Either the Tdap or Td vaccine is an acceptable option for pertussis vaccination in most situations, recommended the Centers for Disease Control and Prevention’s Advisory Committee on Immunization Practices.
In a unanimous 14-0 vote at the October meeting,based on the immunization schedule for persons aged 7 years and older.
Safety data showed no differences in safety concerns between Tdap and Td, including data from pregnant women, said Fiona Havers, MD, of the CDC’s National Center for Immunization and Respiratory Diseases (NCIRD), Atlanta.
Several of the ACIP members noted that the revised language to include both Tdap and Td reflects the increased use of Tdap and allows for maximum flexibility in clinical settings.
The revised language advises that booster doses of “either Td or Tdap” every 10 years throughout life are recommended for continued protection against tetanus and diphtheria. In addition, either Td or Tdap should be used if a tetanus toxoid–containing vaccine is indicated for prophylaxis in nonpregnant individuals.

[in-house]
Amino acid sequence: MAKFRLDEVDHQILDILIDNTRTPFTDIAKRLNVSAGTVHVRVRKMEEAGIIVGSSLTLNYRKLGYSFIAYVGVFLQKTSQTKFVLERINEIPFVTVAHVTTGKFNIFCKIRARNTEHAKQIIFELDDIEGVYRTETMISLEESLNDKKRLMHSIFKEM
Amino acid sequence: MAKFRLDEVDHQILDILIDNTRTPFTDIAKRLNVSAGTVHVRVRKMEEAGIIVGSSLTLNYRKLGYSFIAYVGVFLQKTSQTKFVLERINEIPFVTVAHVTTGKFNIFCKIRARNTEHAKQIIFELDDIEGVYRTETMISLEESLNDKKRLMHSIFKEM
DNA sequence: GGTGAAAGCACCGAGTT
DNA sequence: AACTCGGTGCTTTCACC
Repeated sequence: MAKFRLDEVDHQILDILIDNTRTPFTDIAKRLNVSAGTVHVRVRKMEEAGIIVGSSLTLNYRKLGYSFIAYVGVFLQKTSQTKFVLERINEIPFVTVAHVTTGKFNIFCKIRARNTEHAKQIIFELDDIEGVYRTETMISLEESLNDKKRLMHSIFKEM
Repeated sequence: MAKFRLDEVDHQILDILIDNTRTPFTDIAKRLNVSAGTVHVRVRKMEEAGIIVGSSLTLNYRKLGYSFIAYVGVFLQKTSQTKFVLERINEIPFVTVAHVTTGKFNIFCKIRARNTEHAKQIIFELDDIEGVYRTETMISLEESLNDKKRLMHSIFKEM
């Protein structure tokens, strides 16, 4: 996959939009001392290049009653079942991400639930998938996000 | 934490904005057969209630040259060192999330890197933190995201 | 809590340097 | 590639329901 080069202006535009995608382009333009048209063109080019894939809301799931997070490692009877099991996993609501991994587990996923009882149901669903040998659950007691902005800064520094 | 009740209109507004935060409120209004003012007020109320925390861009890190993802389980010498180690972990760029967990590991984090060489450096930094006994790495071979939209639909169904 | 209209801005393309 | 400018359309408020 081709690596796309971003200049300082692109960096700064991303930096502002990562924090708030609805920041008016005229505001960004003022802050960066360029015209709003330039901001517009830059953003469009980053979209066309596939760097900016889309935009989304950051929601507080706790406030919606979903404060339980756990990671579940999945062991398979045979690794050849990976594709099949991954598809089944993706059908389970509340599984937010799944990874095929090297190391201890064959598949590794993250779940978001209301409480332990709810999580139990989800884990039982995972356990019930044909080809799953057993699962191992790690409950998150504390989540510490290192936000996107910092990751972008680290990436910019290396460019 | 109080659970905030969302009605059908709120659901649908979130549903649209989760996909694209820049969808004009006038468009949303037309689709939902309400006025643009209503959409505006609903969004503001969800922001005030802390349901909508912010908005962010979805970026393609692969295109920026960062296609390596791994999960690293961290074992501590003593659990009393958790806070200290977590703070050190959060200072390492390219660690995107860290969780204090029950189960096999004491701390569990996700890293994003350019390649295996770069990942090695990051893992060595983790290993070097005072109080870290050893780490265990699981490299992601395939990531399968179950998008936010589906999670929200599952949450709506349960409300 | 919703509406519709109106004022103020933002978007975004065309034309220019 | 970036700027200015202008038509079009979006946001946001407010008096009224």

For catch-up recommendations, which also apply to pregnant women, the committee approved the following wording for a series of three doses for individuals aged 7-18 years and 19 years and older who have never been vaccinated, that “the preferred schedule is a dose of Tdap (preferably the first dose), followed by either Tdap or Td at least 4 weeks afterward and another dose of either Td or Tdap 6-12 months later.” Individuals in these same age groups who are not fully vaccinated should receive one dose of Tdap, and a dose of either Td or Tdap if additional doses are needed.
The committee also voted unanimously 14-0 to accept the updated wording for pertussis vaccination in the Vaccines for Children program.
The ACIP members had no financial conflicts to disclose.